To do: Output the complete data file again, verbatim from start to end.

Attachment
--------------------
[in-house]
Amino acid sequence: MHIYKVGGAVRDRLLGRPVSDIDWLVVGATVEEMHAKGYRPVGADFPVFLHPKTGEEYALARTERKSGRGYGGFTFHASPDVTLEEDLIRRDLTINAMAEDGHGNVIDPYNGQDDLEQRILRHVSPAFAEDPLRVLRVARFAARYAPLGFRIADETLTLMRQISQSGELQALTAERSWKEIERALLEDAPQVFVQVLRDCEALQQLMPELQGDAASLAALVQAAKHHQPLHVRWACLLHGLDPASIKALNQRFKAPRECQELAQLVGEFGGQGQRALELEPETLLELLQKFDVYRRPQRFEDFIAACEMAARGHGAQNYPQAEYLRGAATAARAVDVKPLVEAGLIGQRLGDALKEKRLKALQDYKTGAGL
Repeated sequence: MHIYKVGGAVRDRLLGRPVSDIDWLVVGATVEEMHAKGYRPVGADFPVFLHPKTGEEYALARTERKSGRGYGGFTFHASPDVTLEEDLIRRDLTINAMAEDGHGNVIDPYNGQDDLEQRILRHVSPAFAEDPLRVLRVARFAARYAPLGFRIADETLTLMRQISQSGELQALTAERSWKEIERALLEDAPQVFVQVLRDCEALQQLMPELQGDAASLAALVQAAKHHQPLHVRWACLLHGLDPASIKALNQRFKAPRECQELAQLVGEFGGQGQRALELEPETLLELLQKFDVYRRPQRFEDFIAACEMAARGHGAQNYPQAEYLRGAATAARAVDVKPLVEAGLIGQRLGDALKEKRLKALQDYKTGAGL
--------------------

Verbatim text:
[in-house]
Amino acid sequence: MHIYKVGGAVRDRLLGRPVSDIDWLVVGATVEEMHAKGYRPVGADFPVFLHPKTGEEYALARTERKSGRGYGGFTFHASPDVTLEEDLIRRDLTINAMAEDGHGNVIDPYNGQDDLEQRILRHVSPAFAEDPLRVLRVARFAARYAPLGFRIADETLTLMRQISQSGELQALTAERSWKEIERALLEDAPQVFVQVLRDCEALQQLMPELQGDAASLAALVQAAKHHQPLHVRWACLLHGLDPASIKALNQRFKAPRECQELAQLVGEFGGQGQRALELEPETLLELLQKFDVYRRPQRFEDFIAACEMAARGHGAQNYPQAEYLRGAATAARAVDVKPLVEAGLIGQRLGDALKEKRLKALQDYKTGAGL
Repeated sequence: MHIYKVGGAVRDRLLGRPVSDIDWLVVGATVEEMHAKGYRPVGADFPVFLHPKTGEEYALARTERKSGRGYGGFTFHASPDVTLEEDLIRRDLTINAMAEDGHGNVIDPYNGQDDLEQRILRHVSPAFAEDPLRVLRVARFAARYAPLGFRIADETLTLMRQISQSGELQALTAERSWKEIERALLEDAPQVFVQVLRDCEALQQLMPELQGDAASLAALVQAAKHHQPLHVRWACLLHGLDPASIKALNQRFKAPRECQELAQLVGEFGGQGQRALELEPETLLELLQKFDVYRRPQRFEDFIAACEMAARGHGAQNYPQAEYLRGAATAARAVDVKPLVEAGLIGQRLGDALKEKRLKALQDYKTGAGL